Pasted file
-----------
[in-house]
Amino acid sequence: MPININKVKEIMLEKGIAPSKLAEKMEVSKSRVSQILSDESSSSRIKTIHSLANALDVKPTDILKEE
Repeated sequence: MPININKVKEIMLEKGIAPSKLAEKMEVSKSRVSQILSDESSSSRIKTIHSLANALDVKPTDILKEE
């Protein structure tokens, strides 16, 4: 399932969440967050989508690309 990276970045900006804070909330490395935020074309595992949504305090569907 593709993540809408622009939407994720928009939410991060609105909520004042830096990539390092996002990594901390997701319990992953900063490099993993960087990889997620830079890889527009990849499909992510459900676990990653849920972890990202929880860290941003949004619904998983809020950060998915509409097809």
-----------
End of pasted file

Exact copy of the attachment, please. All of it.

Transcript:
[in-house]
Amino acid sequence: MPININKVKEIMLEKGIAPSKLAEKMEVSKSRVSQILSDESSSSRIKTIHSLANALDVKPTDILKEE
Repeated sequence: MPININKVKEIMLEKGIAPSKLAEKMEVSKSRVSQILSDESSSSRIKTIHSLANALDVKPTDILKEE
């Protein structure tokens, strides 16, 4: 399932969440967050989508690309 990276970045900006804070909330490395935020074309595992949504305090569907 593709993540809408622009939407994720928009939410991060609105909520004042830096990539390092996002990594901390997701319990992953900063490099993993960087990889997620830079890889527009990849499909992510459900676990990653849920972890990202929880860290941003949004619904998983809020950060998915509409097809």